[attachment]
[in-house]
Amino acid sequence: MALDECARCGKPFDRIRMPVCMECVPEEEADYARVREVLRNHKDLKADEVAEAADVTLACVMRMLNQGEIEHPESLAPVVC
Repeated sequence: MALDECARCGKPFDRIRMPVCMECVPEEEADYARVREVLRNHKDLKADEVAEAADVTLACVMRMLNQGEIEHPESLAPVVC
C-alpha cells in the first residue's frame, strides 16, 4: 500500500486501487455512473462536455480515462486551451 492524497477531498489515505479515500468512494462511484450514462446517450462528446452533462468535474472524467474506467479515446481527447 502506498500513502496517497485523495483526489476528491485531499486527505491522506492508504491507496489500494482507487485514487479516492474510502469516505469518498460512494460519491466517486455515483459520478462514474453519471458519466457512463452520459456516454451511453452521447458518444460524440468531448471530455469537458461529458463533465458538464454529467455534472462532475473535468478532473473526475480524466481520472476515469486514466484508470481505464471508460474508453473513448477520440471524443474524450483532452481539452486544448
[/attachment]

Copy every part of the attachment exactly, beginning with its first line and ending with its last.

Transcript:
[in-house]
Amino acid sequence: MALDECARCGKPFDRIRMPVCMECVPEEEADYARVREVLRNHKDLKADEVAEAADVTLACVMRMLNQGEIEHPESLAPVVC
Repeated sequence: MALDECARCGKPFDRIRMPVCMECVPEEEADYARVREVLRNHKDLKADEVAEAADVTLACVMRMLNQGEIEHPESLAPVVC
C-alpha cells in the first residue's frame, strides 16, 4: 500500500486501487455512473462536455480515462486551451 492524497477531498489515505479515500468512494462511484450514462446517450462528446452533462468535474472524467474506467479515446481527447 502506498500513502496517497485523495483526489476528491485531499486527505491522506492508504491507496489500494482507487485514487479516492474510502469516505469518498460512494460519491466517486455515483459520478462514474453519471458519466457512463452520459456516454451511453452521447458518444460524440468531448471530455469537458461529458463533465458538464454529467455534472462532475473535468478532473473526475480524466481520472476515469486514466484508470481505464471508460474508453473513448477520440471524443474524450483532452481539452486544448